Alternatively, the film image may be designed such that the image portions on two or more carriers derived from a single frame of film will be distinguishable from each other when the film is cut into pieces of a given size. In this case, the film image produces at least two distinct codes (and coded carriers) when divided into image portions. In some embodiments, all carriers derived from one or more frames of film may have different codes, making them particularly useful in combinatorial applications or in-situ synthesis. An example of a method 1620 for forming distinct coded carriers along one of two cutting dimensions is shown in FIG. 44. Here, a single frame of film 1622 includes a film image 1624 of vertical bands 1626, and the vertical bands have a decreased width, from left to right, along the film. After cutting along lines 1628, shown at 1630, carriers 1632 from the far left-hand side of the film have four bands, carriers 1634 from columns progressively moving to the right have five, six, or seven bands, and carriers 1636 from the far right-hand side of the film have eight bands. Thus, when associated with a tissue section, as in method 1550 of FIG. 41, a carrier having four bands will be determined to carry a portion of the far left-hand side of the tissue, a carrier having five to seven bands will be determined to carry a portion of the middle of the tissue, and a carrier having eight bands will be determined to carry a portion of the far right-hand side of the tissue. In other embodiments, the carriers may have the same number of bands but different codes as determined by properties of the bands, such as the size, position, color, and intensity of the bands. In yet other embodiments, the carriers may have codes determined by properties of the carriers other than bands.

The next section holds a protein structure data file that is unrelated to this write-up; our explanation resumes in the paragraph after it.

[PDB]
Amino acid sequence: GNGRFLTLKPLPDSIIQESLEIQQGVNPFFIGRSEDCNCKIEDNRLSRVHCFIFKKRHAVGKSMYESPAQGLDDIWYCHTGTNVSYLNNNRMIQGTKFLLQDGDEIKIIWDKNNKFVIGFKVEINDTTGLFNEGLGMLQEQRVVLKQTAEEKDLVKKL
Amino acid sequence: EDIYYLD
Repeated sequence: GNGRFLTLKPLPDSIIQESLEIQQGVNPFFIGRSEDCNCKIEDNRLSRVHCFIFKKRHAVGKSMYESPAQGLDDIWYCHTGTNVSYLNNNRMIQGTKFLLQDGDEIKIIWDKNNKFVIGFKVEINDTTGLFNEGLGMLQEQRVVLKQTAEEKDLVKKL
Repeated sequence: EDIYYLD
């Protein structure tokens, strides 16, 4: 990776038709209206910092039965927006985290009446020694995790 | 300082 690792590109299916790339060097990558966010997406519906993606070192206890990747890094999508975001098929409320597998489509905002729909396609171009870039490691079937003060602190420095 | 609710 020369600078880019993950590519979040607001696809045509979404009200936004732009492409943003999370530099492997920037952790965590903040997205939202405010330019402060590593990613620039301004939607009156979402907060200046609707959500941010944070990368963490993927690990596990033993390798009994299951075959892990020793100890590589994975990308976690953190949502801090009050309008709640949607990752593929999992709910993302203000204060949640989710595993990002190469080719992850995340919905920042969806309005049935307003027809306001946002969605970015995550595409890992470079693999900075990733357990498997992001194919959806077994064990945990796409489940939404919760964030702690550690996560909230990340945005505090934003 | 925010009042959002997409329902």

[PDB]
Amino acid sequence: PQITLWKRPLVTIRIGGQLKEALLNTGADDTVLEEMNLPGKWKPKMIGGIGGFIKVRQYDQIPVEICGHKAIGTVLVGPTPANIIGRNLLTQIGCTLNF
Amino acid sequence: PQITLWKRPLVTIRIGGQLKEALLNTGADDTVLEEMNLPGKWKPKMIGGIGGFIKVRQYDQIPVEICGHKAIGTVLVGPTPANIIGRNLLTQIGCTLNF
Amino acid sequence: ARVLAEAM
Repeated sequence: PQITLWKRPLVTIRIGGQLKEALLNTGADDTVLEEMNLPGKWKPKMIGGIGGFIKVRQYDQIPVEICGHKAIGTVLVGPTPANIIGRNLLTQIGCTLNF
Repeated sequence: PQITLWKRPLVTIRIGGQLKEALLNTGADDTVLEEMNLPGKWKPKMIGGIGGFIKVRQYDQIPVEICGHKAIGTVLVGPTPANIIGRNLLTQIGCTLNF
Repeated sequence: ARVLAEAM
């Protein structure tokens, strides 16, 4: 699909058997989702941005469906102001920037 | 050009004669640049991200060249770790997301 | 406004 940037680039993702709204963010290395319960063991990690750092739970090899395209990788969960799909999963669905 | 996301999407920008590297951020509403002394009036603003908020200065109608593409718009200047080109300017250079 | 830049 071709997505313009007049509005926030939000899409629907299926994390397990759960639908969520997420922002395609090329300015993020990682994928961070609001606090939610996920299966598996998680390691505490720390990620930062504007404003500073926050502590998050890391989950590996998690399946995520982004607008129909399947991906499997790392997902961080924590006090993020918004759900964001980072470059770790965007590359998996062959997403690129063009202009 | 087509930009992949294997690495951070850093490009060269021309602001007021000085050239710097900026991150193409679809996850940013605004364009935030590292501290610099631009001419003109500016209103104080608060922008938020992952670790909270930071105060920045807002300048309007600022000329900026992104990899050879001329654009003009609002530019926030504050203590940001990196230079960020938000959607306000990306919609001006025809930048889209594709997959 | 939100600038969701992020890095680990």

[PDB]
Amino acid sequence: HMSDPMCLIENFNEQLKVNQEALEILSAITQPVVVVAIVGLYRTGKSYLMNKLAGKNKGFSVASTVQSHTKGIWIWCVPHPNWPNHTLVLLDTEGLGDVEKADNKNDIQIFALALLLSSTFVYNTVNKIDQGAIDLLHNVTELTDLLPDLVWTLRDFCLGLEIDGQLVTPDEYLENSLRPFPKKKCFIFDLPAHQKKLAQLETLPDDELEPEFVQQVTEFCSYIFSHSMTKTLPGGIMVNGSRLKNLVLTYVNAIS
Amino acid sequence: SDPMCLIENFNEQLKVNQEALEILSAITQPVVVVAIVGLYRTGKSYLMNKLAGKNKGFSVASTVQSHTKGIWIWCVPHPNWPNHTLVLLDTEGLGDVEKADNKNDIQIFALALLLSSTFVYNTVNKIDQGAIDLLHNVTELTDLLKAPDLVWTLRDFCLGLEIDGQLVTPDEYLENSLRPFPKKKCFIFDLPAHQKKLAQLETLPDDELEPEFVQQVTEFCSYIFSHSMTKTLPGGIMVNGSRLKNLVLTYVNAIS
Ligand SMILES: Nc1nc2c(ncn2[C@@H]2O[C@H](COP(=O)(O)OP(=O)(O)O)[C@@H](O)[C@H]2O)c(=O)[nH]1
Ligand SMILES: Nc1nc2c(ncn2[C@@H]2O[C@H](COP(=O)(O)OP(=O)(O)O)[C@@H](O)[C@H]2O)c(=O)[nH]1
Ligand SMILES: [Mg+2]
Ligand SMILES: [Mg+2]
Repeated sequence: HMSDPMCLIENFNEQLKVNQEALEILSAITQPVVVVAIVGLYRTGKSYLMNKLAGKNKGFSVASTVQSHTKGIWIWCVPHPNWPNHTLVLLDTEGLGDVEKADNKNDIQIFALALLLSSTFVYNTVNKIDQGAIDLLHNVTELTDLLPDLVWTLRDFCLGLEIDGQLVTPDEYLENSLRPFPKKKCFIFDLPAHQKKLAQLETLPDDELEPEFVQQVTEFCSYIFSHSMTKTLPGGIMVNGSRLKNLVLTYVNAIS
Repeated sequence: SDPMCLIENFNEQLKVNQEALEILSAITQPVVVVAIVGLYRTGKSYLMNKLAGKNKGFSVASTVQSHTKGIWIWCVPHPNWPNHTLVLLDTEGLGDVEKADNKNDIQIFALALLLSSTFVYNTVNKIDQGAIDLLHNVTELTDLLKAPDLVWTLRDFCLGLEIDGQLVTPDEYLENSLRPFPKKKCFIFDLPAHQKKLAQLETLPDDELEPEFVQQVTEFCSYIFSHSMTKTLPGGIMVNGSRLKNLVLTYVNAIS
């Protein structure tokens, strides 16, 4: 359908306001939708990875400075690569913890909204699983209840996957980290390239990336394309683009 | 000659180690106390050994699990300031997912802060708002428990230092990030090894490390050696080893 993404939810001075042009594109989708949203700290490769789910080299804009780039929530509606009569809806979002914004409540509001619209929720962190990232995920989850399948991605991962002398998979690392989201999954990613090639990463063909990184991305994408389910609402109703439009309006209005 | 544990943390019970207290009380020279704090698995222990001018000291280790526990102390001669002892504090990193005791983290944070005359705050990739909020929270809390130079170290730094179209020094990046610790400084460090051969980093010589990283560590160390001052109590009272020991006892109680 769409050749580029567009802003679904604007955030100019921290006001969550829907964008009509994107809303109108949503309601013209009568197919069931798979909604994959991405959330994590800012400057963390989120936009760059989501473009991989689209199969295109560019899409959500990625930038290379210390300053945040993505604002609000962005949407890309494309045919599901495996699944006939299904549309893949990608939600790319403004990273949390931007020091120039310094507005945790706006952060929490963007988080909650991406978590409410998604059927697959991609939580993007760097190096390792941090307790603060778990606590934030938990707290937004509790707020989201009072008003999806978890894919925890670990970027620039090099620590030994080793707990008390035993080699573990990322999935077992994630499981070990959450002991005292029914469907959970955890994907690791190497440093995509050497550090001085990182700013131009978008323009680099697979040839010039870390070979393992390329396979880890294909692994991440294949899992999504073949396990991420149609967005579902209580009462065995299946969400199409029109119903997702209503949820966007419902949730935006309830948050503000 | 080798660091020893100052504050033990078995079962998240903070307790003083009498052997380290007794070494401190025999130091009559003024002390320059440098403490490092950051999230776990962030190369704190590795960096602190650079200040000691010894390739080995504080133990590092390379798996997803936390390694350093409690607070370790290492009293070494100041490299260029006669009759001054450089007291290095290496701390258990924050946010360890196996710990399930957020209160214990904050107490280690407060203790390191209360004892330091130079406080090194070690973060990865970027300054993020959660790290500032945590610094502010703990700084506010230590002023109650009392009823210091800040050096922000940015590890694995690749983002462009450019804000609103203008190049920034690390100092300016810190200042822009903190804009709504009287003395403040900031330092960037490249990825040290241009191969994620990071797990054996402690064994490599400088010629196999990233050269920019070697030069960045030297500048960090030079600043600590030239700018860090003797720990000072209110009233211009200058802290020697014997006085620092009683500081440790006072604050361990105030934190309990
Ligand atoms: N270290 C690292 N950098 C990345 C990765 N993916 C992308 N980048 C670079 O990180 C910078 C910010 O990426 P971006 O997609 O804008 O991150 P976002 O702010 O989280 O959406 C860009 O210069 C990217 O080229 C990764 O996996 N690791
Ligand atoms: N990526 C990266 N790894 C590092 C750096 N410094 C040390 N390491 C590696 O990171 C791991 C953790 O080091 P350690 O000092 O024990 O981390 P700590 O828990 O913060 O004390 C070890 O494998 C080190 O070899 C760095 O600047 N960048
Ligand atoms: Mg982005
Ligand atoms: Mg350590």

The film image may be designed so that the code is positioned at any suitable location or locations on the carrier, including the entire carrier or a portion or portions thereof. A code positioned only at a portion of the carrier effectively divides the carrier into a coding region and a noncoding region. Assays such as cell assays then may be performed, if desired, only at noncoding regions, even if cells or samples are associated at both regions, to reduce any possible interference between the code and the assay. In these assays, the noncoding regions, or portions thereof, effectively constitute an assay or measuring region.
 The film image also may include additional (i.e., noncoding) features, such as alignment marks that may be used independent of the code to align the image of the carrier before interpreting the code. Suitable alignment marks include spots, crosses, and/or other shapes positioned at defined positions on the carrier relative to the coding and/or noncoding regions.